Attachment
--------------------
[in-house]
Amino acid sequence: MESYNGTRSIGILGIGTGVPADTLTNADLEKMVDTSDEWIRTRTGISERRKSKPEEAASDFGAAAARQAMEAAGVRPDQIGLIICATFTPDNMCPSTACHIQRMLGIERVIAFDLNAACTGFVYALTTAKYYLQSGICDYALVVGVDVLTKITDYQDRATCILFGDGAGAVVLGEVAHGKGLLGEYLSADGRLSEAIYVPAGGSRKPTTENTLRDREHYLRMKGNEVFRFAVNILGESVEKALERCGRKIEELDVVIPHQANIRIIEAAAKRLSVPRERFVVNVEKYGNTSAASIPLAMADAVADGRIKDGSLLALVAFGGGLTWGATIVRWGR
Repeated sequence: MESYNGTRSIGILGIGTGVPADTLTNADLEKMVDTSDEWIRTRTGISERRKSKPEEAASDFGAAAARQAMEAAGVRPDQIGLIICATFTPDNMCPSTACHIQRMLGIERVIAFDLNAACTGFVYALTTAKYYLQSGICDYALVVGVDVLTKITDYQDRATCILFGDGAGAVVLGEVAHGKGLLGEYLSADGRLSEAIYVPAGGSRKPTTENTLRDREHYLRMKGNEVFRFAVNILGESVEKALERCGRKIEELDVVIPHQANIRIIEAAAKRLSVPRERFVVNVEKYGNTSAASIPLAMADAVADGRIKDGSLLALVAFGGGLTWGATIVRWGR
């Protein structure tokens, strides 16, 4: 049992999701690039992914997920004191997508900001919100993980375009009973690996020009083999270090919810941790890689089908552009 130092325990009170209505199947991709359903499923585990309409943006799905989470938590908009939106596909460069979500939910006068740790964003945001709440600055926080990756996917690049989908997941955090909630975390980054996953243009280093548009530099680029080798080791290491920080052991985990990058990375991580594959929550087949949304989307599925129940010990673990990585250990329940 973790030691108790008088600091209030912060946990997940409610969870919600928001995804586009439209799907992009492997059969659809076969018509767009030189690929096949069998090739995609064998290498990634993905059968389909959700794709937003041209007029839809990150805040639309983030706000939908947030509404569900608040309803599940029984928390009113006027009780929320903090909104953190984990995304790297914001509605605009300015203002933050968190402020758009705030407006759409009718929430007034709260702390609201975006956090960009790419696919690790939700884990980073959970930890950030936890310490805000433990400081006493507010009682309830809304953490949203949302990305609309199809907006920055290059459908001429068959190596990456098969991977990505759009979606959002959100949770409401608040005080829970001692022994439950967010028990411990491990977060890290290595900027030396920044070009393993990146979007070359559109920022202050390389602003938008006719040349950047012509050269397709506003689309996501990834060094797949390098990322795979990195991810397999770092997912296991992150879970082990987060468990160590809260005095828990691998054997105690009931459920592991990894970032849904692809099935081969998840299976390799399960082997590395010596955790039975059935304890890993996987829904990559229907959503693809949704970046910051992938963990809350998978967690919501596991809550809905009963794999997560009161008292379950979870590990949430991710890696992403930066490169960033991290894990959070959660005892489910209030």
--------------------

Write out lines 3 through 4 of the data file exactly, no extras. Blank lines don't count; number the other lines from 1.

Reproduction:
Repeated sequence: MESYNGTRSIGILGIGTGVPADTLTNADLEKMVDTSDEWIRTRTGISERRKSKPEEAASDFGAAAARQAMEAAGVRPDQIGLIICATFTPDNMCPSTACHIQRMLGIERVIAFDLNAACTGFVYALTTAKYYLQSGICDYALVVGVDVLTKITDYQDRATCILFGDGAGAVVLGEVAHGKGLLGEYLSADGRLSEAIYVPAGGSRKPTTENTLRDREHYLRMKGNEVFRFAVNILGESVEKALERCGRKIEELDVVIPHQANIRIIEAAAKRLSVPRERFVVNVEKYGNTSAASIPLAMADAVADGRIKDGSLLALVAFGGGLTWGATIVRWGR
């Protein structure tokens, strides 16, 4: 049992999701690039992914997920004191997508900001919100993980375009009973690996020009083999270090919810941790890689089908552009 130092325990009170209505199947991709359903499923585990309409943006799905989470938590908009939106596909460069979500939910006068740790964003945001709440600055926080990756996917690049989908997941955090909630975390980054996953243009280093548009530099680029080798080791290491920080052991985990990058990375991580594959929550087949949304989307599925129940010990673990990585250990329940 973790030691108790008088600091209030912060946990997940409610969870919600928001995804586009439209799907992009492997059969659809076969018509767009030189690929096949069998090739995609064998290498990634993905059968389909959700794709937003041209007029839809990150805040639309983030706000939908947030509404569900608040309803599940029984928390009113006027009780929320903090909104953190984990995304790297914001509605605009300015203002933050968190402020758009705030407006759409009718929430007034709260702390609201975006956090960009790419696919690790939700884990980073959970930890950030936890310490805000433990400081006493507010009682309830809304953490949203949302990305609309199809907006920055290059459908001429068959190596990456098969991977990505759009979606959002959100949770409401608040005080829970001692022994439950967010028990411990491990977060890290290595900027030396920044070009393993990146979007070359559109920022202050390389602003938008006719040349950047012509050269397709506003689309996501990834060094797949390098990322795979990195991810397999770092997912296991992150879970082990987060468990160590809260005095828990691998054997105690009931459920592991990894970032849904692809099935081969998840299976390799399960082997590395010596955790039975059935304890890993996987829904990559229907959503693809949704970046910051992938963990809350998978967690919501596991809550809905009963794999997560009161008292379950979870590990949430991710890696992403930066490169960033991290894990959070959660005892489910209030």